The NCAA’s change to the redshirt rule was the talk of Pac-12 Media Day with Clay Helton expressing excitement over all the possible applications.
This June, the NCAA decided to change rules regarding redshirts and Pac-12 coaches had a field day answering questions about the shift at Pac-12 Media Day.
The new rule allows players to participate in up to four games before losing their redshirt eligibility. Those four games aren’t tethered by timing. They could be at the beginning of the season, the end or anywhere in between.
It’s a potential game changer for college football—if coaches take advantage. Clay Helton is eager to do so.
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“I love the new rule. I absolutely love it,” Helton said.
The advantages are many in Helton’s head. First and foremost, it will give the Trojans flexibility when it comes to injuries and squad depth.
“I’m just so glad when you get to November, if all of the sudden you have some injuries and that kid’s ready to go play, a Porter [Gustin] or a Cam [Smith] doesn’t have to play 80 plays because you don’t have a backup and you’re trying to save a kid’s redshirt year.”
But he said it could also work the other way, with players no longer needing to worry about seeing limited snaps in a game, wasting away their eligibility.
He can already see the possibilities for in-game development of young players without the risk, should USC get far enough ahead in games to clear the benches. Helton thinks that will lead to more game-ready players in Year 2.
The details will need to be worked out, of course. The head coach stressed decisions will still be made on a case-by-case basis, as they have always been.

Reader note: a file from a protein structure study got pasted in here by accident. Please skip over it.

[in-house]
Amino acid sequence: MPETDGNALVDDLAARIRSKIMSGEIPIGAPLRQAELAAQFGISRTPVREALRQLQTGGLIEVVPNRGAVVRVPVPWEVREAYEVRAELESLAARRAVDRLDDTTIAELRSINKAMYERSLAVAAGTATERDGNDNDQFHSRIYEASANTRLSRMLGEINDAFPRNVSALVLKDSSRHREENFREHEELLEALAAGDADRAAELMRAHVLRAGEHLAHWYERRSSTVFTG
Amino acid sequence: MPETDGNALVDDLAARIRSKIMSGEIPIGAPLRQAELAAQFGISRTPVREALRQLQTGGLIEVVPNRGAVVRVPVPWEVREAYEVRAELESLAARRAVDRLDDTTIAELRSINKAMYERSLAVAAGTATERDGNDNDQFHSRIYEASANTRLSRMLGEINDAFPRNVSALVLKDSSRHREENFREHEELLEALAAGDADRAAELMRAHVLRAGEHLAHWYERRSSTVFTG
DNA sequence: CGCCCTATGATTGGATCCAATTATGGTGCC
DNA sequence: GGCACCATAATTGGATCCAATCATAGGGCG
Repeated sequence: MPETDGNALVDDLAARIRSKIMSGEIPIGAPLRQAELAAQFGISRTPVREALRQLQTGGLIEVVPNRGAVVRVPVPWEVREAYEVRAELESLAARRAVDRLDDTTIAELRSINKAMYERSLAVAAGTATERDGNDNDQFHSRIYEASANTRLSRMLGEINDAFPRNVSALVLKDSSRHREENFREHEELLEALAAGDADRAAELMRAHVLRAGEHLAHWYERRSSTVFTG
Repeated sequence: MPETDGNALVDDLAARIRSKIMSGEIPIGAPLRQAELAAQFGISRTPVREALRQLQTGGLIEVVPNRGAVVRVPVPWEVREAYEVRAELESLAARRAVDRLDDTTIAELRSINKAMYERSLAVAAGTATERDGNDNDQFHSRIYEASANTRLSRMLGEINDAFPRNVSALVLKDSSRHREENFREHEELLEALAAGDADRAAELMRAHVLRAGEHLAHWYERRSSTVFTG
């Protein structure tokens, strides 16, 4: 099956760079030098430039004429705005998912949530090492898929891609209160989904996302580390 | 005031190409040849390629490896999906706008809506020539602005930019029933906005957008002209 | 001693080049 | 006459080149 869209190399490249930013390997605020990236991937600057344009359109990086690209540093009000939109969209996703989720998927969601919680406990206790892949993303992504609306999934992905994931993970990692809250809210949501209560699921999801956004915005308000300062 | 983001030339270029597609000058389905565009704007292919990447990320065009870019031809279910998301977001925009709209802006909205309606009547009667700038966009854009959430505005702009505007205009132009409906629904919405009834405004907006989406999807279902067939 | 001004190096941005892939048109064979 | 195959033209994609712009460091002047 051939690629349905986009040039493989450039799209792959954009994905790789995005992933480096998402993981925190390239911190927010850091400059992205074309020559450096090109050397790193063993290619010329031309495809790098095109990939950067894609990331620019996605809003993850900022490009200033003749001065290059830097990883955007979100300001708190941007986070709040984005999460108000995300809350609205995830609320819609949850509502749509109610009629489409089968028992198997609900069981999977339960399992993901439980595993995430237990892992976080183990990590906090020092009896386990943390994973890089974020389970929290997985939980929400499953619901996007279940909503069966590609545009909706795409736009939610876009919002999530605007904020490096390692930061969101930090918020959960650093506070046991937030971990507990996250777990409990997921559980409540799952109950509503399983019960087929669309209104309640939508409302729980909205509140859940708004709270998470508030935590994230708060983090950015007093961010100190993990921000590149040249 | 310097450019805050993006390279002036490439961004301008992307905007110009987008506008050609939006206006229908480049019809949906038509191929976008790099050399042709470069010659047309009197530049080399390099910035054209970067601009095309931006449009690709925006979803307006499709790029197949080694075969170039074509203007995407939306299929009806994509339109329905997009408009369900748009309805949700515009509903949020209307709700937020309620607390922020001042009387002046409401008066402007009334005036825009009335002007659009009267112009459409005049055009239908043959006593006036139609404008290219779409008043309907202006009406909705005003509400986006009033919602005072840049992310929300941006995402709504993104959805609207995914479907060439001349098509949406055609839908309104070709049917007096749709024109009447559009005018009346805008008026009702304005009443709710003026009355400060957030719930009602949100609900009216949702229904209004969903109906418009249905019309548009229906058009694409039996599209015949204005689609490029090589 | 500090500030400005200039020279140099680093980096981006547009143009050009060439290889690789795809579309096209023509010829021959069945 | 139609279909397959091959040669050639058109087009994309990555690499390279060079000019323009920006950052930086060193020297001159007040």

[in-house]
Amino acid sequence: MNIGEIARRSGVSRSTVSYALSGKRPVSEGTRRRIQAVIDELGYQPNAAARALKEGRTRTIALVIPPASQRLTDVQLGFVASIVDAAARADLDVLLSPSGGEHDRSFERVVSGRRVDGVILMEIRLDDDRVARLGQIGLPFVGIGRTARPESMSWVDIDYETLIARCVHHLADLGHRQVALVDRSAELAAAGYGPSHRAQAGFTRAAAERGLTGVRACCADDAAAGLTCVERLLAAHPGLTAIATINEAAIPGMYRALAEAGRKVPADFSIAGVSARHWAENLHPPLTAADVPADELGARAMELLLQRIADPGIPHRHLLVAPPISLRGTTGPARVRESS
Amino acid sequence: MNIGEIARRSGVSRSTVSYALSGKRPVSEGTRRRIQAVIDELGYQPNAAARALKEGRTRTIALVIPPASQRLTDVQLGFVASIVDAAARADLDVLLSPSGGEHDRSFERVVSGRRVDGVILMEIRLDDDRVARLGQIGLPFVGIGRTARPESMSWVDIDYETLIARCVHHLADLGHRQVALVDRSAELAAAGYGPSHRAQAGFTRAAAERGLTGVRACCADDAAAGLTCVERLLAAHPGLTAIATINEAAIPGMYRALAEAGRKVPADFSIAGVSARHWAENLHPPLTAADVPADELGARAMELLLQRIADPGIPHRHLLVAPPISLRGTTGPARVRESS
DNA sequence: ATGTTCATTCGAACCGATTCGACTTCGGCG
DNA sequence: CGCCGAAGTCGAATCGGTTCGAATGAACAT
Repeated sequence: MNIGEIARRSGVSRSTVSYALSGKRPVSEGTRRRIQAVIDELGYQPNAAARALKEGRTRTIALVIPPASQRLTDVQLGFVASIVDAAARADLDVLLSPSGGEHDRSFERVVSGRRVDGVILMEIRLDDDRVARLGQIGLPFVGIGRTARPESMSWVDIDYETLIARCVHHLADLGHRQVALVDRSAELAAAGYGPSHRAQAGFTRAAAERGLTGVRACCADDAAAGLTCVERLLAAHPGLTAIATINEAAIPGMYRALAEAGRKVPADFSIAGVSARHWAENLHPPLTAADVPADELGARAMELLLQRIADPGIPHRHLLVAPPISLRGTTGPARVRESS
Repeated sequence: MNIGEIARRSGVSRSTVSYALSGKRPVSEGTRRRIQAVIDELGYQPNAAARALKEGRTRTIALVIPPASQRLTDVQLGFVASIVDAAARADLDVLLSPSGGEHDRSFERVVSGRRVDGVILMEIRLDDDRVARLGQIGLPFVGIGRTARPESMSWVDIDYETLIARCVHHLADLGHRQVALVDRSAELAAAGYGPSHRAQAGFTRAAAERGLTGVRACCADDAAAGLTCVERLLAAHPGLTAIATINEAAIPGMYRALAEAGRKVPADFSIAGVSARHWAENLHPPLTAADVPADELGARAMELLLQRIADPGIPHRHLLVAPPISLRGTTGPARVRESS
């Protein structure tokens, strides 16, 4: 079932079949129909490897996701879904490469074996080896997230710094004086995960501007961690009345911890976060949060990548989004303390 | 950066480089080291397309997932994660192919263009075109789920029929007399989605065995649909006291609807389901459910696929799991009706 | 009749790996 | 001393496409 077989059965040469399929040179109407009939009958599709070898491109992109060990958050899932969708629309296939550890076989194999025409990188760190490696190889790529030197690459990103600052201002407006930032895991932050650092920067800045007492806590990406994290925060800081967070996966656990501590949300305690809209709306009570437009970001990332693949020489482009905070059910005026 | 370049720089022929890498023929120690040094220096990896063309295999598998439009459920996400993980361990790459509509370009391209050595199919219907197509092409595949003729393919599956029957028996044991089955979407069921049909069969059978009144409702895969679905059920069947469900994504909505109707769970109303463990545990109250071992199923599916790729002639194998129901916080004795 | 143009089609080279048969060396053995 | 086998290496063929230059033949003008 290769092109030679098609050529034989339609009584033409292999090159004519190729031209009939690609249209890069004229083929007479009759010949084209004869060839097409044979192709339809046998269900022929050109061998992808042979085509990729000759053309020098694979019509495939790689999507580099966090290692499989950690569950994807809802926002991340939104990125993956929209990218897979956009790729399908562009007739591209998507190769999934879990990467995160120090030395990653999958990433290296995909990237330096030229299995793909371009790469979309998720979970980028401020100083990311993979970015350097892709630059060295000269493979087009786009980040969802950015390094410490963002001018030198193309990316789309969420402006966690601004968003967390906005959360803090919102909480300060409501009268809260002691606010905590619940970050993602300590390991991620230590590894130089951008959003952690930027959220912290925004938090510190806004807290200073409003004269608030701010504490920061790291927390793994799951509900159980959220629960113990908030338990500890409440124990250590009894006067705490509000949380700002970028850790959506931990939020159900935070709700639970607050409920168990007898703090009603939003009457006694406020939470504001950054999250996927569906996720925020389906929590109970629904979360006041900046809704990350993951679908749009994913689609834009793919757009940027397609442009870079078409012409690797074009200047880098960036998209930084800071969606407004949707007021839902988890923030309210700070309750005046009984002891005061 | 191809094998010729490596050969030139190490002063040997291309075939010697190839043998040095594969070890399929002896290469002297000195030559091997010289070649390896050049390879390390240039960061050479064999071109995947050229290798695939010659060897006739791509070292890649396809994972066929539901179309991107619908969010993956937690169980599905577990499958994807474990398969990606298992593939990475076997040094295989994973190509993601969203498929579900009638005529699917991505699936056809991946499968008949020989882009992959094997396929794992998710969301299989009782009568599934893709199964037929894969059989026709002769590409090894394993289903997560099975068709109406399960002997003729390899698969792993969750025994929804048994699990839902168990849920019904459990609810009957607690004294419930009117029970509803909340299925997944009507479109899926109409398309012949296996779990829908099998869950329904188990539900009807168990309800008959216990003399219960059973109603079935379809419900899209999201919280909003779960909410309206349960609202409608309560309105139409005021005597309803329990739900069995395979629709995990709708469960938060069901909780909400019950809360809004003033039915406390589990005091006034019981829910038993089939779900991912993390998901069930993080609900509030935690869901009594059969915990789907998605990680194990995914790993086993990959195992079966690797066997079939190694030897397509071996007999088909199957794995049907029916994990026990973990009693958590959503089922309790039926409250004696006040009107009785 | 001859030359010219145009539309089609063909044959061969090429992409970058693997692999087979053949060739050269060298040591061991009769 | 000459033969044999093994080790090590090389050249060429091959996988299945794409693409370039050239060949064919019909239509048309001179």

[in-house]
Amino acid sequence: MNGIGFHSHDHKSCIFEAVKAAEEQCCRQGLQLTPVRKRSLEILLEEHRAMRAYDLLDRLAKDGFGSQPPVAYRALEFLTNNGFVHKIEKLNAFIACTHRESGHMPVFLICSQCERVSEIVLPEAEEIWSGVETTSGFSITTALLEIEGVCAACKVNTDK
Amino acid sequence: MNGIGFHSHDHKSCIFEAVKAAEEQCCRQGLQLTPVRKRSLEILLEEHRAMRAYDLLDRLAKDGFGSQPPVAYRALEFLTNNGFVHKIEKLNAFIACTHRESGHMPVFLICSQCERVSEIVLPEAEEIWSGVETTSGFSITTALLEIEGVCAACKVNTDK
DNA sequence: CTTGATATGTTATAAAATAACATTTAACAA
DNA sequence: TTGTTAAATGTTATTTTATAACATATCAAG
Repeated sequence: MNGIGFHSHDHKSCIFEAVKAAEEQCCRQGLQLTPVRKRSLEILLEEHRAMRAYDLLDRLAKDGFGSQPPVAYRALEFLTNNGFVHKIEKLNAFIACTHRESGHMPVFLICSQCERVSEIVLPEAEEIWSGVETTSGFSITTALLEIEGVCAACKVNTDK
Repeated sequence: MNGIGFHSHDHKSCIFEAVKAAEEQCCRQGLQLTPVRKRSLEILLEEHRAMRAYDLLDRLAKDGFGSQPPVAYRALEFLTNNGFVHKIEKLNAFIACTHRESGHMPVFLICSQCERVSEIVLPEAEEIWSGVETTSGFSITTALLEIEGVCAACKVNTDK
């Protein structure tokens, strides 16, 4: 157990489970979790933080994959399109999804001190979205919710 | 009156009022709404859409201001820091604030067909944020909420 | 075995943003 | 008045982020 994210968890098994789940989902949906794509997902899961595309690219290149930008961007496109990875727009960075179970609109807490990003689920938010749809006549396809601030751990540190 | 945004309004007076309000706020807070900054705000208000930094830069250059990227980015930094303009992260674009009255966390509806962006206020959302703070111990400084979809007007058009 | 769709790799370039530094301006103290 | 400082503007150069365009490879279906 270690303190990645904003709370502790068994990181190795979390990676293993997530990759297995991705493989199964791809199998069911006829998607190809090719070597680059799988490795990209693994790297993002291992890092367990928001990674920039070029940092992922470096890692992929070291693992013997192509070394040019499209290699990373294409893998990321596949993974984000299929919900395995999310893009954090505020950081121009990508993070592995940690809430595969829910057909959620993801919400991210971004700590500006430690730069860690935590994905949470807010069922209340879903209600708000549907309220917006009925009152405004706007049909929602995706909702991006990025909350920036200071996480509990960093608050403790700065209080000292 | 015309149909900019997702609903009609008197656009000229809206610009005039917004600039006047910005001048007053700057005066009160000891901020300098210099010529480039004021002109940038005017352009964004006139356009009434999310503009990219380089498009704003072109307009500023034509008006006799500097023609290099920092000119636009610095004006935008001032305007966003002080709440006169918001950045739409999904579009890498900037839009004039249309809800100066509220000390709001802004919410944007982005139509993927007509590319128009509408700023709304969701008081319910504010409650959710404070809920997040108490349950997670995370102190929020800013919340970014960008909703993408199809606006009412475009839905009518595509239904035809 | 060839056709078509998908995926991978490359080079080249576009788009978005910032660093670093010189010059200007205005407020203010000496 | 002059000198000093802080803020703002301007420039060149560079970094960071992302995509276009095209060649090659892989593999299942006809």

From the coaching perspective, there will be some other wrinkles to wrestle with.
“I think that coaches are going to have to make a decision whether to use it early or late depending on where a kid is at in his progression and depending where the health of your football team is,” Helton said.
However it plays out, the Trojans seem willing to make use of the rule.
The rest of the coaches in the Pac-12 are on board to varying degrees.
Stanford’s David Shaw laid out three ways the rule could benefit teams and players, his thinking along the same lines as Helton.
The first is for players who excite early and see the field right away, only for coaches to realize perhaps the player isn’t quite ready for the college level. Those players could now be taken out of the firing line without issue.
The second relates to injuries, with a veteran out for a stretch, but slated to return. A redshirting player could be called up for a few games to fill in until the veteran returns without losing his eligibility for the year.
The final scenario involves players who need some time to settle into college life, but have proven themselves to coaches by the end of the year. Those players will no longer have to wait for the next year. They could contribute as soon as they’re ready.
Cal’s Justin Wilcox, Washington’s Chris Petersen and Utah’s Kyle Whittingham also offered their commentary focusing on depth chart changes, injuries and individual readiness which could prompt redshirting players to see the field.
Oregon’s Mario Cristobal echoed those sentiments but added some caution about playing time still needing to be earned as well as other considerations for the future.
“It does create a roster management issue because your roster contained guys that maybe you planned on being there four years, now they’re there five years,” Cristobal said. “It’s our versionof the salary cap.”
Helton sees a scenario where sixth-year players become more common as more players are able to redshirt. It would take just one season-ending injury to open the door for a sixth year, rather than two.
True to form, Washington State’s Mike Leach took it further, hopeful of this rule change shifting college football that much closer to instituting a five-year eligibility rule without the redshirt entirely.